29. Seeing Is Believing August 22, 2013 / 7:47 pm

    I am a 22-year-old male who has never been vaccinated; my only intravenous experience is with an IV when I had my wisdom teeth removed. I have never battled with any life threatening diseases or sickness. All of my physical exams have concluded with an optimal health report. Sure, I suffer from the common cold once a year, but I am always able to fight off all symptoms in no more than a couple of days.

    I also have numerous family and friends of various ages who have not been vaccinated and their health status is shockingly similar to mine.

    Without a doubt, science and modern medicine have provided many great benefits to society, and I base this claim on direct observation. I also base my opinion about vaccines by the same measure. I can directly observe that they would have done me no benefit in receiving them and I am confident they will be of no benefit to my future children either. I am no less healthy, or disadvantaged in fighting disease than any of my vaccinated peers for not having a concoction of heavy metals, and toxic chemicals flowing through my veins.

  30. JR August 23, 2013 / 8:52 am

    Thank you for this very important and hard hitting post.
    I can’t be as calm and level headed as you about this. I am autistic, my son is autistic, and I have older generation family members who are autistic. It’s pretty obviously a genetic condition. I find it very frightening that we are being demonized in order to give some people an excuse to refuse to vaccinate. The extreme cases are highlighted in the media and the problems of autism are blown well out of proportion to the rather mild level of actual “disability” it causes – meanwhile the actual benefits of autism are completely overlooked or even disbelieved. If I tell people I’m happy with who I am, they act like I am crazy. It’s horrifying to me that people would rather their children die of measles, polio, and whooping cough than be like me – not that refusing to vaccinate them would make them like me. They would just be the exact same children they were who happened to be more susceptible to contagious diseases.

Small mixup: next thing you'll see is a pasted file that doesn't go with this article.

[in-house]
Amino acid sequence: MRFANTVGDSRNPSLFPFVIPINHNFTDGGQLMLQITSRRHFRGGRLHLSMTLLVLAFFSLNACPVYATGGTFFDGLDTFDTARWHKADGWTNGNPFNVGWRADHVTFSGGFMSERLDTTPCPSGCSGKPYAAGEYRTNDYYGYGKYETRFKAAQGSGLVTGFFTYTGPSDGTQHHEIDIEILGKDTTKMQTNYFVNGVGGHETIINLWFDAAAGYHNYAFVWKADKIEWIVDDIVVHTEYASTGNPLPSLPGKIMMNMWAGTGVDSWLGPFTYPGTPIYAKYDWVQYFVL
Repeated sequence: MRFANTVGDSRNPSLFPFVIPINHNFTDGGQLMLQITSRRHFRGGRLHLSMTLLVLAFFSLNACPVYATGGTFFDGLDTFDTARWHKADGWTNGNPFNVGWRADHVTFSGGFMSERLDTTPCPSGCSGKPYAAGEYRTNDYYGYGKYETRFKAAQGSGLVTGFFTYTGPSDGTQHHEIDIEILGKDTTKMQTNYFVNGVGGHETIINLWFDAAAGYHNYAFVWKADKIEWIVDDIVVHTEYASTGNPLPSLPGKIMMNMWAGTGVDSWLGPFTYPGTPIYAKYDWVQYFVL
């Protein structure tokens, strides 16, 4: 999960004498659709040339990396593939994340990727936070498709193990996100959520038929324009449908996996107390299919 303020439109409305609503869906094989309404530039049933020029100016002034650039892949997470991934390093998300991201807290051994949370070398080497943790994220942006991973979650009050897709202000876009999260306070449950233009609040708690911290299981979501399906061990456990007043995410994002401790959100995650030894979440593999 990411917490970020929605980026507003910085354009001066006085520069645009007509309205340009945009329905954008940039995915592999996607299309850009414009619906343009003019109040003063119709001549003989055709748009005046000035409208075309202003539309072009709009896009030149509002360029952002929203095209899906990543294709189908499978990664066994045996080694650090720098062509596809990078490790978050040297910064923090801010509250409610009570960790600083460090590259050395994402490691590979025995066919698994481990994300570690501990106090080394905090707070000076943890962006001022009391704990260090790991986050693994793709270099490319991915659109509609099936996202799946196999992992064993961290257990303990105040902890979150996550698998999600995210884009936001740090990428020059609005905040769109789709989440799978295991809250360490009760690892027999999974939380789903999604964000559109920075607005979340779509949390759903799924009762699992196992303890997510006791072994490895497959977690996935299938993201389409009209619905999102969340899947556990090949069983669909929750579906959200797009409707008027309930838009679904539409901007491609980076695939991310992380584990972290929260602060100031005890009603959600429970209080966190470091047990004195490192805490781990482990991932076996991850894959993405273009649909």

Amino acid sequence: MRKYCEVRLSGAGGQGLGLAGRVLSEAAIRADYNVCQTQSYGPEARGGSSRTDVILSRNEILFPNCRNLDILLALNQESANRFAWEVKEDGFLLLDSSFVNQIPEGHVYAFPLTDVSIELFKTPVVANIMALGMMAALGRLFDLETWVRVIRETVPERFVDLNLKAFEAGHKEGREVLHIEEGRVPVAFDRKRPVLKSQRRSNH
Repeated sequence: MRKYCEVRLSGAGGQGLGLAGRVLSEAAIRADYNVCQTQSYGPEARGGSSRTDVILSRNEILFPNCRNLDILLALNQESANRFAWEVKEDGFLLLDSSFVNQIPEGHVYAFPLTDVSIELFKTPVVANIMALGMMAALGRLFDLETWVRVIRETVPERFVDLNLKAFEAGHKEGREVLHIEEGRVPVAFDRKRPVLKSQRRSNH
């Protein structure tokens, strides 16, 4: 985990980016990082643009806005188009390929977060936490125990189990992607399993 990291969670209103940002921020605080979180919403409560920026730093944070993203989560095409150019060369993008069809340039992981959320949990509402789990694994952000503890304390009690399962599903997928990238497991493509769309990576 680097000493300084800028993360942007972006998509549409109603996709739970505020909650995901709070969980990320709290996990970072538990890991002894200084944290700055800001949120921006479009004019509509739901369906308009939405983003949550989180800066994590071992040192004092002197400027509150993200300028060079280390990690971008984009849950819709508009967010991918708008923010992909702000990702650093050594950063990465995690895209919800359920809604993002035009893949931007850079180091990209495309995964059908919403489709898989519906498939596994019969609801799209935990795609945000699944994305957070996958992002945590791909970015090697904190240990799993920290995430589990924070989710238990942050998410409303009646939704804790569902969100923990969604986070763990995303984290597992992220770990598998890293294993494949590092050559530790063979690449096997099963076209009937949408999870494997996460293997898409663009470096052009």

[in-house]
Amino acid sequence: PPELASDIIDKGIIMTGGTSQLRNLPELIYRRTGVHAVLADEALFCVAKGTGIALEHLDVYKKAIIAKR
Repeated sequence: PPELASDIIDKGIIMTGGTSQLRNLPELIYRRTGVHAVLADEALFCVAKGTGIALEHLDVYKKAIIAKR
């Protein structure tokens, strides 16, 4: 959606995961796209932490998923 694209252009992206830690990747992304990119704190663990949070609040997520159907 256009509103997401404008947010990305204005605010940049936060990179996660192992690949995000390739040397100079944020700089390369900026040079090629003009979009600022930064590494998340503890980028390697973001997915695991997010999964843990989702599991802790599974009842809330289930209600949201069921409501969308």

• Jennifer Raff August 26, 2013 / 10:42 am

      Thank you. I’m thinking about doing a post on the genetic basis for autism (so far as it’s currently understood). It’s an interesting topic to me.
      I, too, am disturbed by the treatment of autistic people in this larger debate. I happen to be neurotypical (is that the correct word?), but I know that there’s a range of manifestations and it seems to me that you’re correct about only the most extreme cases being highlighted in an attempt to frighten parents. Thanks very much for your perspective here.

  31. Kelly McGill August 23, 2013 / 9:54 am

    What do you do when your own doctor advises against the MMR vaccine? We opted not to give it to our son until he was older. He is scheduled for his MMR vaccine before kindergarten next year… I admit, I was terrified of the perceived link between autism and the vaccine. After spending time reading , and a measles out-break in my county, I am bumping up that vaccine appointment.

    • Jennifer Raff August 26, 2013 / 10:43 am

      I’d suggest getting a second (or third) opinion! Is your physician an MD?

      • Richids Coulter August 26, 2013 / 11:09 am

        What Jennifer’s suggesting is going to different doctors until you find one that wants you to get MMR, in other words pushing vaccines. Many doctors don’t care about individual children’s needs or even allergies or whether or not they were recently or currently sick, all of which would be a warning sign against getting the vaccine. Any possible gastrointestinal issues would be a concern too, which is one of the things Wakefield was saying that has been replicated many times over by other researchers. Perhaps you’ll find one that is of the opinion that serious reactions never happen, there’s no need to give out lot numbers to your for your immunization records (something EVERY doctor should be doing but none do), and if something serious happens afterwards they’ll just say it was coincidental. If that’s the kind of doctor you’re looking for, then definitely keep shopping around.

        • Jennifer Raff August 26, 2013 / 11:19 am

          My suggestions don’t need your clarification, Richids. “Many doctors don’t care about individual children’s needs.” Interesting allegation. Are you one of those doctors that does?

          • Richids Coulter August 26, 2013 / 12:16 pm

            Oh it’s not an allegation, it’s an observation based on hundreds of accounts of testimony I’ve heard and many interactions with those in the medical profession myself. Your suggestions very definitely did need my clarification Jennifer.